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“The Great Awakening”

By Jonathan Edwards


“…And then it was, in the latter part of December (1734), that the Spirit of God began

extraordinarily to set in and wonderfully to work amongst us. And there were, very suddenly,

one after another, five or six persons who were to appearance savingly converted,

and some of them wrought upon in a very remarkable manner.


“Particularly, I was surprised with the relation of a young woman, who had been one of

the greatest company-keepers in the whole town. When she came to me, I had never

heard that she was become in any wise serious.

But by the conversation I then had with her, it appeared to me, that what she gave an account

of, was a glorious work of God’s infinite power and sovereign grace…God had

given her a new heart, truly broken and sanctified.”


“Presently upon this, a great and earnest concern about the great things of religion and the

eternal world became universal in all parts of the town, and among persons of all degrees

and all ages. The noise amongst the dry bones waxed louder and louder; all other talk but

about spiritual and eternal things was soon thrown by.


“All the conversation, in all companies and upon all occasions, was upon these things

only, unless so much as was necessary for people carrying on their ordinary secular business.

Other discourse than of the things of religion would scarcely be tolerated in any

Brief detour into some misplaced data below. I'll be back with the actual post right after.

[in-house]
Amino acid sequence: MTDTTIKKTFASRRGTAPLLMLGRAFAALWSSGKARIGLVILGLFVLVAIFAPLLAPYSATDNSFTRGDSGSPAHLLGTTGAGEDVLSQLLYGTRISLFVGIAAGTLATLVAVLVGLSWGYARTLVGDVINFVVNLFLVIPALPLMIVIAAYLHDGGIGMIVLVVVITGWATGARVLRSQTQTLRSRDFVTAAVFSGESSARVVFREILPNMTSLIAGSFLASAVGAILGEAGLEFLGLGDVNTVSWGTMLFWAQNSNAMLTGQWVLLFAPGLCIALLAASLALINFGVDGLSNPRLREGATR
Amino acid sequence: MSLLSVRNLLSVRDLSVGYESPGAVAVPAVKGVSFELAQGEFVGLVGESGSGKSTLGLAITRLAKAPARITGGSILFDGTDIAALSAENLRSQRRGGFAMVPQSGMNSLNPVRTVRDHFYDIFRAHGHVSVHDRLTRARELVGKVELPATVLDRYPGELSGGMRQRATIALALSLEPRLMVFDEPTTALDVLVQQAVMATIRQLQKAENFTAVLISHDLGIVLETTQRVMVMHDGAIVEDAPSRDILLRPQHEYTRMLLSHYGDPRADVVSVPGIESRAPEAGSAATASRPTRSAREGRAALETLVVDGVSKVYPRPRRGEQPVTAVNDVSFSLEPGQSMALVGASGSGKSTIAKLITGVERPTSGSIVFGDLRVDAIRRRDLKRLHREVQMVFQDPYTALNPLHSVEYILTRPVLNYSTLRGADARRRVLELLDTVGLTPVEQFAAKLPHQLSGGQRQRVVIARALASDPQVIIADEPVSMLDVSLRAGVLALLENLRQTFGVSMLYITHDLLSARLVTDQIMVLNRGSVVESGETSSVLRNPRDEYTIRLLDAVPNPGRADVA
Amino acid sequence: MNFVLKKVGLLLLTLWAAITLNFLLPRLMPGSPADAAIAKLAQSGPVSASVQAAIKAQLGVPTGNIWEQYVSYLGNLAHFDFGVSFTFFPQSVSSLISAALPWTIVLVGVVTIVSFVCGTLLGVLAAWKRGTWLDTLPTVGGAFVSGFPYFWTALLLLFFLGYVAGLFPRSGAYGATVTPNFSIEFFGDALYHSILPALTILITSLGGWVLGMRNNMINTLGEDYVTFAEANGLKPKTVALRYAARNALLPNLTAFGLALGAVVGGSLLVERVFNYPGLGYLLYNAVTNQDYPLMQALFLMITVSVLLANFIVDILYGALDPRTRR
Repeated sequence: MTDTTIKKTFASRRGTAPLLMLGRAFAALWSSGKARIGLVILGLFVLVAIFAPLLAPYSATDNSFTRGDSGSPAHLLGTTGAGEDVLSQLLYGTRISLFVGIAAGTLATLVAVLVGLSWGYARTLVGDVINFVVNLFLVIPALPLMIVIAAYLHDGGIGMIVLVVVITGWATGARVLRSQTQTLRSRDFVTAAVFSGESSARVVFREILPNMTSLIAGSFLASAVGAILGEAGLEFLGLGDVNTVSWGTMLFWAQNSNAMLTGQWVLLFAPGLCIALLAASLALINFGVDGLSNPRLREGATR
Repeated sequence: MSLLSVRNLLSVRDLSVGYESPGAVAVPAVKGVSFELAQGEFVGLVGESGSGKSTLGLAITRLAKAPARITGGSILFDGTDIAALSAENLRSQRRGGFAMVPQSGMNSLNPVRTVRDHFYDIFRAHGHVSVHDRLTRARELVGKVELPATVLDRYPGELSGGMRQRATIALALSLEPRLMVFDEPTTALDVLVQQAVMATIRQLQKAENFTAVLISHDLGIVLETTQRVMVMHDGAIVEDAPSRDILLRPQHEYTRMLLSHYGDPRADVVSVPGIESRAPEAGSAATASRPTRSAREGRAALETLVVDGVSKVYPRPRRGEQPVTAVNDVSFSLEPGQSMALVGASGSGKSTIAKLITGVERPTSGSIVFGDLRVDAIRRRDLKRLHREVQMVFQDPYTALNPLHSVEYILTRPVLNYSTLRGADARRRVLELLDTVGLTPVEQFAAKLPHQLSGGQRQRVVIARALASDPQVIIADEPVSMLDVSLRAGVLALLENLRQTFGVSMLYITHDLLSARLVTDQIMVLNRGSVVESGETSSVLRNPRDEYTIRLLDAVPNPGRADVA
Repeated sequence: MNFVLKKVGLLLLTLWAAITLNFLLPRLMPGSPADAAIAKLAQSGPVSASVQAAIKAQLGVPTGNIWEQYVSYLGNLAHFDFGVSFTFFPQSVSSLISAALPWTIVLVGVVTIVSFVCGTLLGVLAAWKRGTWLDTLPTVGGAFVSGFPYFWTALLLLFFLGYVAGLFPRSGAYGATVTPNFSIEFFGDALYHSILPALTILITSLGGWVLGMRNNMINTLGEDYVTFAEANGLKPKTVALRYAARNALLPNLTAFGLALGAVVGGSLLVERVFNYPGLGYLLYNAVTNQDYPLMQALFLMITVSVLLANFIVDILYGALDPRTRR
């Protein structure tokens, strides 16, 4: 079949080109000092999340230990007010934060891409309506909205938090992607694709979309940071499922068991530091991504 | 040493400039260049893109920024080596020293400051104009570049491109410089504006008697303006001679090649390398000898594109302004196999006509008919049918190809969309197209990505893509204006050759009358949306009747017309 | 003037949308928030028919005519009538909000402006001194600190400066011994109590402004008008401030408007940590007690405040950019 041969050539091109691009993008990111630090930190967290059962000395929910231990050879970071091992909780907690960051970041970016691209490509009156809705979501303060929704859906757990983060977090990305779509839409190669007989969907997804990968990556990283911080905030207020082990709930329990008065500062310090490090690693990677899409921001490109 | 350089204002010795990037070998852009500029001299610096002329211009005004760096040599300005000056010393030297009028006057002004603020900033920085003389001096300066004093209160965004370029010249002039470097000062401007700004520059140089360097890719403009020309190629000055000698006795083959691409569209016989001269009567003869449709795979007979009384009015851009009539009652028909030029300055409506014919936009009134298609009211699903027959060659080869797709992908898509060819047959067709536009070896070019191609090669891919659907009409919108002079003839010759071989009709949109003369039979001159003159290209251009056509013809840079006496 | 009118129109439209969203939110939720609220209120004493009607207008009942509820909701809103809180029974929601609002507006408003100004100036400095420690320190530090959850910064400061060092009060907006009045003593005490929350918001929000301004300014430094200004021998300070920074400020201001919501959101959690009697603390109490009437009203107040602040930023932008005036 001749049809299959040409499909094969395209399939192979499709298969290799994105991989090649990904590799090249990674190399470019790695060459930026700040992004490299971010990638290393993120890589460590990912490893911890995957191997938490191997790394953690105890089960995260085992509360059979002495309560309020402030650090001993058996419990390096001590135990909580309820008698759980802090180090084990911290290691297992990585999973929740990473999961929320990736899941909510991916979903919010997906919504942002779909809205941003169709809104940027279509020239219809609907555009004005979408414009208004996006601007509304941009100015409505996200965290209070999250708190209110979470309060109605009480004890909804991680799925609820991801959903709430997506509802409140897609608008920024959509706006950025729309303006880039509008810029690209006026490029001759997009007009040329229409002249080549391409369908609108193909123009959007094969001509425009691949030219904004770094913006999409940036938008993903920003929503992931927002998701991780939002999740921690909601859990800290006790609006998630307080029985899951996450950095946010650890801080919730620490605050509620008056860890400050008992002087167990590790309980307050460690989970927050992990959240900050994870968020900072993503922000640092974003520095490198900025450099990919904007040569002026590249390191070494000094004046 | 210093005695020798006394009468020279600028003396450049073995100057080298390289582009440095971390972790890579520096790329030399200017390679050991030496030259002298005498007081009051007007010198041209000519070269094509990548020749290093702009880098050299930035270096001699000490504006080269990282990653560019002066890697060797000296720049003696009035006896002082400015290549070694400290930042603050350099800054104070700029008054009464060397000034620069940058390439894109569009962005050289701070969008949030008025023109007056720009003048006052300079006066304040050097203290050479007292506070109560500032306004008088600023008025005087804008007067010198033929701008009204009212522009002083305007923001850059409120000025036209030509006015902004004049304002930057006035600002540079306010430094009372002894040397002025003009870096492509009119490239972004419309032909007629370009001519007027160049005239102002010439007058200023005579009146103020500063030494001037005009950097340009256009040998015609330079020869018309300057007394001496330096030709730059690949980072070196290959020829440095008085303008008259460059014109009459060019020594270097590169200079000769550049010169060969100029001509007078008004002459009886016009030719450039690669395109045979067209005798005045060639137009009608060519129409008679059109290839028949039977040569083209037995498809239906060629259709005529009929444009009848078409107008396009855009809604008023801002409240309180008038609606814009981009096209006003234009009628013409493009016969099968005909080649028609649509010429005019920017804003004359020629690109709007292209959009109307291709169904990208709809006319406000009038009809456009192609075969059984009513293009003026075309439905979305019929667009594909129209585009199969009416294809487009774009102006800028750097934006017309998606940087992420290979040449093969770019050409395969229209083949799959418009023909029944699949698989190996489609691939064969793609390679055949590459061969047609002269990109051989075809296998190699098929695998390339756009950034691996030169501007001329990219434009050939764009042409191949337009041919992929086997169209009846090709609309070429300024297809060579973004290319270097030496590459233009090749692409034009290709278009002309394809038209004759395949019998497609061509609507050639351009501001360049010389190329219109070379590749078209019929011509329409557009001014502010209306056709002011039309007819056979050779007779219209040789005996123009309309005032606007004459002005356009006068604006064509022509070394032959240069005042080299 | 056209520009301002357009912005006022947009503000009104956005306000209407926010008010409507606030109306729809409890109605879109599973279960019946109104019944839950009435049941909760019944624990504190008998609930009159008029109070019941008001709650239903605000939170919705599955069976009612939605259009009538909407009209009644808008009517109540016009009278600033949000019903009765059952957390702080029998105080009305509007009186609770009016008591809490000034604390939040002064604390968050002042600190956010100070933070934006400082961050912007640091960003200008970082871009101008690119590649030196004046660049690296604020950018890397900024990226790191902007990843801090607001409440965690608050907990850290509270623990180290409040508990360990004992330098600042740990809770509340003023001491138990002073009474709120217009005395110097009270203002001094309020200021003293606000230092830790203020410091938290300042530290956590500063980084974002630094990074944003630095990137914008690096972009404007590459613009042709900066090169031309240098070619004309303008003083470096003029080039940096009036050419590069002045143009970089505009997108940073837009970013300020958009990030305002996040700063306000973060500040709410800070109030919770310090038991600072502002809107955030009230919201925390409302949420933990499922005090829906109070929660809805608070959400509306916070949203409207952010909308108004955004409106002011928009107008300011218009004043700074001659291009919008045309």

company. The minds of people were wonderfully taken off from the world. It was treated

amongst us as a thing of very little consequence.”


“This work of God, as it was carried on and the number of true saints multiplied, soon

made a glorious alteration in the town. So that in the spring and summer following

(1735), the town seemed to be full of the presence of God. It never was so full of love,

nor joy, and yet so full of distress, as it was then.


“There were remarkable tokens of God’s presence in almost every house. It was a time of

joy in families on account of salvation being brought unto them. Parents rejoiced over

their children as new born, and husbands over their wives and wives over their husbands.


“The goings of God were then seen in His sanctuary. God’s day was a delight, and his

tabernacles were amiable. Our public assemblies were then beautiful. The congregation

was alive in God’s service, every one earnestly intent on the public worship, every hearer

eager to drink in the words of the minister as they came from his mouth.


“The assemblies in general were, from time to time, in tears while the word was

preached. Some (were) weeping with sorrow and distress, others with joy and love, others

with pity and concern for the souls of their neighbors.


“Our public praises were then greatly enlivened. God was then served in our psalmody, in

some measure, in the beauty of holiness. It has been observable, that there has been

scarce any part of divine worship wherein good men amongst us have had grace so drawn

forth and their hearts so lifted up in the ways of God as in singing his praises.”


(These selections come from The Works of Jonathan Edwards, Vol. 1, p. 348, and gives a

partial description of the Holy Spirit’s work in his ministry.)